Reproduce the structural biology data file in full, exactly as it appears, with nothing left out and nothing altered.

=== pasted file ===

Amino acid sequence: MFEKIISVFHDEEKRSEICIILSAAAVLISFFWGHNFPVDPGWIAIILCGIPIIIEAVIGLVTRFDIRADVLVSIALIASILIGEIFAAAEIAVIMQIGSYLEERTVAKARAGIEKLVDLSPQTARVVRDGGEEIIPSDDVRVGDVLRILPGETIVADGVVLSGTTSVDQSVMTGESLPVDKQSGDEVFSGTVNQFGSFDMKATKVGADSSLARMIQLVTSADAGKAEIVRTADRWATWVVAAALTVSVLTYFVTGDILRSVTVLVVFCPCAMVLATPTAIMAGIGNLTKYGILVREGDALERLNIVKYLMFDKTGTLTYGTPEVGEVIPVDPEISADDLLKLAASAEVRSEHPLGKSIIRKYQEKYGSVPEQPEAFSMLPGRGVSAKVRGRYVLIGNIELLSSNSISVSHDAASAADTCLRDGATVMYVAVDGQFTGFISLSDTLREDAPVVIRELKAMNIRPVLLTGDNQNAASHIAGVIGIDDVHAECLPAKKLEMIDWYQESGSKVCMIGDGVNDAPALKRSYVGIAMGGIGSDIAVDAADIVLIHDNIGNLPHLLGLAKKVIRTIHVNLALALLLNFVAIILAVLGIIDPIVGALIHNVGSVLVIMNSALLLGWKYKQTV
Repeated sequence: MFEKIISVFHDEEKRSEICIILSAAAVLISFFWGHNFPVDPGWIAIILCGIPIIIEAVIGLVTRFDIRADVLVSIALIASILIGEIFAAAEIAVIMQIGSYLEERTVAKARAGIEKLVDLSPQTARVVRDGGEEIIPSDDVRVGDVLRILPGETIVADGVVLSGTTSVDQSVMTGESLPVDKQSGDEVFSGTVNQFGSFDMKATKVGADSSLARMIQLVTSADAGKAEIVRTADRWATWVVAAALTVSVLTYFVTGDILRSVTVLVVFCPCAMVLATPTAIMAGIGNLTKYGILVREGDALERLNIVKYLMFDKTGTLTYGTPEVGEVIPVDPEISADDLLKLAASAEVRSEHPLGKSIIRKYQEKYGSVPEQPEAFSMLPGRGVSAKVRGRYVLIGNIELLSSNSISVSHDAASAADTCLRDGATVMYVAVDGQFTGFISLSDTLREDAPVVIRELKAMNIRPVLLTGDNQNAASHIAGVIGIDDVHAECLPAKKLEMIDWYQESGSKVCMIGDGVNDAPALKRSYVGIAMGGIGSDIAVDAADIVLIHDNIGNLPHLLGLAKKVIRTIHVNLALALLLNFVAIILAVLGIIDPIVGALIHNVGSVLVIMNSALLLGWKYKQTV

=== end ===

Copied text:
Amino acid sequence: MFEKIISVFHDEEKRSEICIILSAAAVLISFFWGHNFPVDPGWIAIILCGIPIIIEAVIGLVTRFDIRADVLVSIALIASILIGEIFAAAEIAVIMQIGSYLEERTVAKARAGIEKLVDLSPQTARVVRDGGEEIIPSDDVRVGDVLRILPGETIVADGVVLSGTTSVDQSVMTGESLPVDKQSGDEVFSGTVNQFGSFDMKATKVGADSSLARMIQLVTSADAGKAEIVRTADRWATWVVAAALTVSVLTYFVTGDILRSVTVLVVFCPCAMVLATPTAIMAGIGNLTKYGILVREGDALERLNIVKYLMFDKTGTLTYGTPEVGEVIPVDPEISADDLLKLAASAEVRSEHPLGKSIIRKYQEKYGSVPEQPEAFSMLPGRGVSAKVRGRYVLIGNIELLSSNSISVSHDAASAADTCLRDGATVMYVAVDGQFTGFISLSDTLREDAPVVIRELKAMNIRPVLLTGDNQNAASHIAGVIGIDDVHAECLPAKKLEMIDWYQESGSKVCMIGDGVNDAPALKRSYVGIAMGGIGSDIAVDAADIVLIHDNIGNLPHLLGLAKKVIRTIHVNLALALLLNFVAIILAVLGIIDPIVGALIHNVGSVLVIMNSALLLGWKYKQTV
Repeated sequence: MFEKIISVFHDEEKRSEICIILSAAAVLISFFWGHNFPVDPGWIAIILCGIPIIIEAVIGLVTRFDIRADVLVSIALIASILIGEIFAAAEIAVIMQIGSYLEERTVAKARAGIEKLVDLSPQTARVVRDGGEEIIPSDDVRVGDVLRILPGETIVADGVVLSGTTSVDQSVMTGESLPVDKQSGDEVFSGTVNQFGSFDMKATKVGADSSLARMIQLVTSADAGKAEIVRTADRWATWVVAAALTVSVLTYFVTGDILRSVTVLVVFCPCAMVLATPTAIMAGIGNLTKYGILVREGDALERLNIVKYLMFDKTGTLTYGTPEVGEVIPVDPEISADDLLKLAASAEVRSEHPLGKSIIRKYQEKYGSVPEQPEAFSMLPGRGVSAKVRGRYVLIGNIELLSSNSISVSHDAASAADTCLRDGATVMYVAVDGQFTGFISLSDTLREDAPVVIRELKAMNIRPVLLTGDNQNAASHIAGVIGIDDVHAECLPAKKLEMIDWYQESGSKVCMIGDGVNDAPALKRSYVGIAMGGIGSDIAVDAADIVLIHDNIGNLPHLLGLAKKVIRTIHVNLALALLLNFVAIILAVLGIIDPIVGALIHNVGSVLVIMNSALLLGWKYKQTV